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PR- 216-13
June 22, 2013


Bill Passed by State Legislature Allows Cameras at 20 Locations Near Schools with Documented Speeding Issues

Speeding is Single Greatest Contributing Factor in City Traffic Fatalities

Statement of Mayor Michael R. Bloomberg:

Over the past decade, traffic fatalities in New York City have fallen by more than 30 percent, reaching all-time record lows. The tremendous progress in making our streets safer for New Yorkers is due to a commitment to innovative traffic engineering from our Department of Transportation and aggressive enforcement by the NYPD. But speeding remains the single greatest contributing factor in traffic fatalities in New York City, and we have long advocated in Albany for the authority to install speed cameras to help save lives. If a driver strikes a child at 40 miles per hour, there is a 70 percent chance the child will be killed. At 30 miles per hour, there is an 80 percent chance the child survives. Decreasing the number of drivers who speed is a proven life-saving measure – and this legislation, which will place speed cameras at 20 key locations throughout our city, will ensure that we continue to protect some of our most vulnerable New Yorkers. We are grateful that the New York State Senate and Assembly heeded our call and adopted this important legislation this session. Particularly, I want to thank members of the New York City delegation in both houses of both parties, especially Senate Majority Coalition Leader Jeff Klein and Assemblywoman Deborah Glick for their leadership in sponsoring this bill and pushing for its enactment.

Statement of Transportation Commissioner Janette Sadik-Khan:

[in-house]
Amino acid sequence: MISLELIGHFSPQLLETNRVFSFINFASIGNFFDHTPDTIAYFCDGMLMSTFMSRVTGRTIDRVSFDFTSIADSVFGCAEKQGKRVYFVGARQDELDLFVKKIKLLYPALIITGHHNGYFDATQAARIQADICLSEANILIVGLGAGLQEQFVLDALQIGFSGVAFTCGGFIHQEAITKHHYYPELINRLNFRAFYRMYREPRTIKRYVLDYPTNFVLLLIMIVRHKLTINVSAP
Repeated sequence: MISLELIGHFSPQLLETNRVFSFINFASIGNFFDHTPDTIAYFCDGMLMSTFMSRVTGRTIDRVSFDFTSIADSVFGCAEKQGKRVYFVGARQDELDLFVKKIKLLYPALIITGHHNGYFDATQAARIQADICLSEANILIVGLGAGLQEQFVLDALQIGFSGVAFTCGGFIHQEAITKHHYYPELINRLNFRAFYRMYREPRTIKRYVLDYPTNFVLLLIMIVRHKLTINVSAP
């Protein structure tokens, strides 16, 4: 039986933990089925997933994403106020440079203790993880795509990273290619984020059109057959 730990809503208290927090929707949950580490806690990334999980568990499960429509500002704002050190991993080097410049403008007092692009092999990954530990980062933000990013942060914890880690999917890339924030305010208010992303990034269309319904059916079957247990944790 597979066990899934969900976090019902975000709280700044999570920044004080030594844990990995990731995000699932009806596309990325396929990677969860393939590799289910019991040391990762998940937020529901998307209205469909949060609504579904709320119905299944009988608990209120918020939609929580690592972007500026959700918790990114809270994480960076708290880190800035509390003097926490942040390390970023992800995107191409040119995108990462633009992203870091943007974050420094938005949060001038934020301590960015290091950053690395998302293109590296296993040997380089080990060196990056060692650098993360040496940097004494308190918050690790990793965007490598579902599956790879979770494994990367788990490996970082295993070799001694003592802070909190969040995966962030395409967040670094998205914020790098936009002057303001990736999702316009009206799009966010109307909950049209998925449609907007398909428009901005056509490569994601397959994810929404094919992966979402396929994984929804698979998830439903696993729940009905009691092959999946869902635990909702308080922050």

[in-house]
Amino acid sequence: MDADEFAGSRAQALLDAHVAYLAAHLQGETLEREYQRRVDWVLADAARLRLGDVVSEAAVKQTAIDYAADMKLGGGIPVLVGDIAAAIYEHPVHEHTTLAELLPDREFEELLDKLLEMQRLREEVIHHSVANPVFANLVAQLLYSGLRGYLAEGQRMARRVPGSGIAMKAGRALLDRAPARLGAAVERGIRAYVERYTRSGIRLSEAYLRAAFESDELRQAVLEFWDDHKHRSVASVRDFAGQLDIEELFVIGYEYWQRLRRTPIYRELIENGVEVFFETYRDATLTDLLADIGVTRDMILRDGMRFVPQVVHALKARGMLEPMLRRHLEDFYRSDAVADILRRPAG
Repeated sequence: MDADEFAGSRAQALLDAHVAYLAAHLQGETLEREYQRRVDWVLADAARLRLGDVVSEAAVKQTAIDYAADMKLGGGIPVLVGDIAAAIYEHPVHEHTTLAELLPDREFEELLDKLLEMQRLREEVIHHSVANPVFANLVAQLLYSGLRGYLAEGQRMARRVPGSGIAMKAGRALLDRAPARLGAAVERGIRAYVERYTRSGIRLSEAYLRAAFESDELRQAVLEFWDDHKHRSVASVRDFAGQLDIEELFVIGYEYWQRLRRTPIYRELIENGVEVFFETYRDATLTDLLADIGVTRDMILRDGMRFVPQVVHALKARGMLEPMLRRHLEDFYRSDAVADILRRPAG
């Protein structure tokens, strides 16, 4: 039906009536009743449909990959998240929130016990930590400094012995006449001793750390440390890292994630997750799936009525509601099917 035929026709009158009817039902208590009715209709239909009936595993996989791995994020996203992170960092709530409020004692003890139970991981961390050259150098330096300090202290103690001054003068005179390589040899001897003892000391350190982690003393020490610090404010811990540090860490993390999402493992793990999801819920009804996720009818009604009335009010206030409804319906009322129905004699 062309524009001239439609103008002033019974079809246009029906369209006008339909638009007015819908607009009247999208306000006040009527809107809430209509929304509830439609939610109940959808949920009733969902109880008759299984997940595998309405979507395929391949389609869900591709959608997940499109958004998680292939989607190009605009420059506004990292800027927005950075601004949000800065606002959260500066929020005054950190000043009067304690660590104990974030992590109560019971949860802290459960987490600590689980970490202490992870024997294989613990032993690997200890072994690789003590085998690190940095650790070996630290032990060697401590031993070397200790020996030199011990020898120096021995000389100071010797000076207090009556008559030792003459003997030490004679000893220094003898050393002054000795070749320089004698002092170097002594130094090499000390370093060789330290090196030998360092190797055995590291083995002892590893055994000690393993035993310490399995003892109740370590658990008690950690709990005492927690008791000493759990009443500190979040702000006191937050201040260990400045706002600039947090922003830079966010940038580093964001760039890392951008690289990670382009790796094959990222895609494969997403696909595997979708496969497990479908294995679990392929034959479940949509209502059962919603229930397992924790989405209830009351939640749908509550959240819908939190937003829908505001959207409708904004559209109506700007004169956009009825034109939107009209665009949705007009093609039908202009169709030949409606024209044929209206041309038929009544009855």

“The Legislature has clearly stated that the streets around our schools should be safe havens, not speed traps. Speed cameras will help put a freeze frame on the number-one killer on our city’s roads. Thanks to the bill’s sponsors Sen. Klein and Assembly Member Glick for helping put this critical roadblock in front of dangerous driving.”

New York City has recorded historic low traffic fatalities in the last five years and has fatality rates less than one-third of the national average and half that of other big cities, but speeding remains the greatest single factor in traffic deaths, contributing to 81 fatal traffic crashes in 2012 -- approximately 30 percent of all traffic fatalities. 

The bill authorizes the first-ever use of speed cameras at 20 locations with documented speeding issues within a quarter-mile of schools. It authorizes $50 fines for dangerous speeding, which, paired with existing red-light cameras and continuing aggressive enforcement of traffic laws, will help sustain the record traffic safety gains in New York City. 

The City is currently authorized to use red-light cameras at 150 locations citywide, which along with the installation of pedestrian countdown signals, safety education campaigns, Neighborhood Slow Zones, and redesigned intersections and corridors across the city, have contributed to New York’s record safety gains.

The Department of Transportation released a map earlier this year documenting 100 locations where 75 percent of vehicles were documented speeding within a quarter-mile of New York City schools. One hundred and twenty-nine jurisdictions across the nation currently use speed cameras, which take pictures of speeding cars that are then used to issue violations.


Marc La Vorgna / John J. McCarthy   (212) 788-2958

Seth Solomonow/Nicholas Mosquera   (DOT)
(212) 839-4850


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